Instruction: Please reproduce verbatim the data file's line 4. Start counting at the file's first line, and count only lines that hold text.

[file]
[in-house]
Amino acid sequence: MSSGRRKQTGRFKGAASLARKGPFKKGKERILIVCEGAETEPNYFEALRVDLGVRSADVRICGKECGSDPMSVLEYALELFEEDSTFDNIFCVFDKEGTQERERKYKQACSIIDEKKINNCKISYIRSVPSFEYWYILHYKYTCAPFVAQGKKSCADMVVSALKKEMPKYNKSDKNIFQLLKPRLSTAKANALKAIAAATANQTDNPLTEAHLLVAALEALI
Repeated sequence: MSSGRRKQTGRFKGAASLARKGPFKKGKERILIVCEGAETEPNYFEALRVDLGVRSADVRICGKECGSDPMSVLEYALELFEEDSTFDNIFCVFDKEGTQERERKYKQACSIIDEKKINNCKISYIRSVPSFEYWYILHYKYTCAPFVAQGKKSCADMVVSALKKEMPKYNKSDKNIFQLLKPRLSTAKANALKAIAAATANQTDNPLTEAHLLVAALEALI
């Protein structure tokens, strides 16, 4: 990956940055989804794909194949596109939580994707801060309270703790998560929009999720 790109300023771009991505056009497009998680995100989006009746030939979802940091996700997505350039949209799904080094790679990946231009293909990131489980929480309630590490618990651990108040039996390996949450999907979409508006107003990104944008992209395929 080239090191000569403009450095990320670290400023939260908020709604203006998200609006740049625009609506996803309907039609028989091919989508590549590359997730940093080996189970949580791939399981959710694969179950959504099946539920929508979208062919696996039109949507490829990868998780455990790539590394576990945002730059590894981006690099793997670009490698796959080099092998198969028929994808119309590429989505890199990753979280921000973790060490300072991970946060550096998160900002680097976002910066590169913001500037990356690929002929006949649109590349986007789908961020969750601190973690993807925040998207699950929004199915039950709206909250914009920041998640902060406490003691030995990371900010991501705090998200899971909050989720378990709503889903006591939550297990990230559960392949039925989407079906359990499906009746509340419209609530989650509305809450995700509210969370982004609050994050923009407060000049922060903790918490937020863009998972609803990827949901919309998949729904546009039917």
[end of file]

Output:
């Protein structure tokens, strides 16, 4: 990956940055989804794909194949596109939580994707801060309270703790998560929009999720 790109300023771009991505056009497009998680995100989006009746030939979802940091996700997505350039949209799904080094790679990946231009293909990131489980929480309630590490618990651990108040039996390996949450999907979409508006107003990104944008992209395929 080239090191000569403009450095990320670290400023939260908020709604203006998200609006740049625009609506996803309907039609028989091919989508590549590359997730940093080996189970949580791939399981959710694969179950959504099946539920929508979208062919696996039109949507490829990868998780455990790539590394576990945002730059590894981006690099793997670009490698796959080099092998198969028929994808119309590429989505890199990753979280921000973790060490300072991970946060550096998160900002680097976002910066590169913001500037990356690929002929006949649109590349986007789908961020969750601190973690993807925040998207699950929004199915039950709206909250914009920041998640902060406490003691030995990371900010991501705090998200899971909050989720378990709503889903006591939550297990990230559960392949039925989407079906359990499906009746509340419209609530989650509305809450995700509210969370982004609050994050923009407060000049922060903790918490937020863009998972609803990827949901919309998949729904546009039917």